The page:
]. For osteoarthritis alone, individuals can incur medical cost 28% - 30% higher than their non-arthritic counterparts, with the cost increasing in the presence of a secondary diagnosis such as high blood pressure [39
]. With an ageing population, and the increase in chronic illness and complex health care needs, the demand for nursing services will increase [40
]. Therefore, the promotion of a healthy nurse workforce is paramount to meet the increased demands for services and reducing the potential for nurses prematurely being consumers of health care services themselves.
Work to date demonstrates that within the nursing profession, turnover is high and consistently associated with reduced patient care and nurse burnout [41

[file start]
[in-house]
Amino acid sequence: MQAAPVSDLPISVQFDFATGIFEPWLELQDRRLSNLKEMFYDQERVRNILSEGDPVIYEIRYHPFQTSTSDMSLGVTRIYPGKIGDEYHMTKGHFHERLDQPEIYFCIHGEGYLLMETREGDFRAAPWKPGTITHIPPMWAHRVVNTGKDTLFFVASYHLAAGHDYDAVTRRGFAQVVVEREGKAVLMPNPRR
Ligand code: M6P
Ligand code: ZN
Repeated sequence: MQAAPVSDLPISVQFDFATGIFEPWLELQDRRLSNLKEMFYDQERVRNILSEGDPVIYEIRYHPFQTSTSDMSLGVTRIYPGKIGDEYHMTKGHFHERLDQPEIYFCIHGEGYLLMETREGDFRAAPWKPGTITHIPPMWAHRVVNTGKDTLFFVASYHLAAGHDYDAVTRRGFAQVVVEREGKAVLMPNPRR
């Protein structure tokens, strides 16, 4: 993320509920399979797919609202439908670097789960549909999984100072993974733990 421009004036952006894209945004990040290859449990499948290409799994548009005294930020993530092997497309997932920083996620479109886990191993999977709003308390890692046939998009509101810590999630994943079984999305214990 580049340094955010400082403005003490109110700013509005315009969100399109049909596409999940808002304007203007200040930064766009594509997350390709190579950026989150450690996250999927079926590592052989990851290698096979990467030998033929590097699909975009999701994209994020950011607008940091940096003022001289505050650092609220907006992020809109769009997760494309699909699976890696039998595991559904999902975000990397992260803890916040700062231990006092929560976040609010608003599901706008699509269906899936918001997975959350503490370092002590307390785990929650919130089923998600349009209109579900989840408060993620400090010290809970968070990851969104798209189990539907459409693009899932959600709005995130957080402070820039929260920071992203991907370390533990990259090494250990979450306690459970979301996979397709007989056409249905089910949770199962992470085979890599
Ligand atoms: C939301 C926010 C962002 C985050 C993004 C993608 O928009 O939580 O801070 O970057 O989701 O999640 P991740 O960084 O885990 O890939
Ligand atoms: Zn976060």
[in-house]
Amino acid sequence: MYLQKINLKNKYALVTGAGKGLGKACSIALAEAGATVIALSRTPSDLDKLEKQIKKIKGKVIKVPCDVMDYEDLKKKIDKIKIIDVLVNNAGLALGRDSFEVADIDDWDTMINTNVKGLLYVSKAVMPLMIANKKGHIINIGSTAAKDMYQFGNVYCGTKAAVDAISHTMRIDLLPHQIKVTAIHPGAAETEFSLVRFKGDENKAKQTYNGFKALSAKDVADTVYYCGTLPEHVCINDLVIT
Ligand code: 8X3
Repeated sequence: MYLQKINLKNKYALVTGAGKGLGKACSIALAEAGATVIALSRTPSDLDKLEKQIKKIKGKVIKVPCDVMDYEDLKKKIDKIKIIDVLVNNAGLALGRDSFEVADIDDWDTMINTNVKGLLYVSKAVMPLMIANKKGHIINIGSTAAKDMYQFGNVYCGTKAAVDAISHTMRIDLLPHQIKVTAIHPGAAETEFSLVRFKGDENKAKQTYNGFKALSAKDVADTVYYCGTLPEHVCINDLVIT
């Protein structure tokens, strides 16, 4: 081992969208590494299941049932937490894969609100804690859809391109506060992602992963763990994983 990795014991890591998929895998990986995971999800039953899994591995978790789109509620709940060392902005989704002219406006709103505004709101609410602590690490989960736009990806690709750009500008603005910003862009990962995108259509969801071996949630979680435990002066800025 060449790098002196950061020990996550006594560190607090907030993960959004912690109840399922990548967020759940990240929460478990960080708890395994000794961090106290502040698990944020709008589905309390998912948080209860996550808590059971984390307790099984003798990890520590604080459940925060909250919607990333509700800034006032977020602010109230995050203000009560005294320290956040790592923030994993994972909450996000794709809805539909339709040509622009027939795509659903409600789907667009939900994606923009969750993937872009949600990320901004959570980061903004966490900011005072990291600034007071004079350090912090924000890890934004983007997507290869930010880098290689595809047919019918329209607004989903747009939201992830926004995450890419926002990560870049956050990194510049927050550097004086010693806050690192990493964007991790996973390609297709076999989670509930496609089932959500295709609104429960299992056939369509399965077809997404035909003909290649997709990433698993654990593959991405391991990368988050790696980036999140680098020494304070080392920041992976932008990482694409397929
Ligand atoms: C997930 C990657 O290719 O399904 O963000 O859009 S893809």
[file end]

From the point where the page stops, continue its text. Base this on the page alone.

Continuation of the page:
]. Recent work by Wang et al. [42
] reported emotional exhaustion and depersonalization as underlying factors in nurse burnout. Supported by previous research, Wang et al. urged workforce administrators to seek means of improving nurse self-efficacy and reduce environmental stressors [10
]. This and previous work (undertaken by our group), has consistently demonstrated an association between improved workplace vitality, emotional capacity and general health among nurses adhering to one or multiple lifestyle health behaviour [8
]. Workforce administrators need to take note of this if they wish to reduce nurse staff turnover, extend staff workforce retention and the attendant quality of care.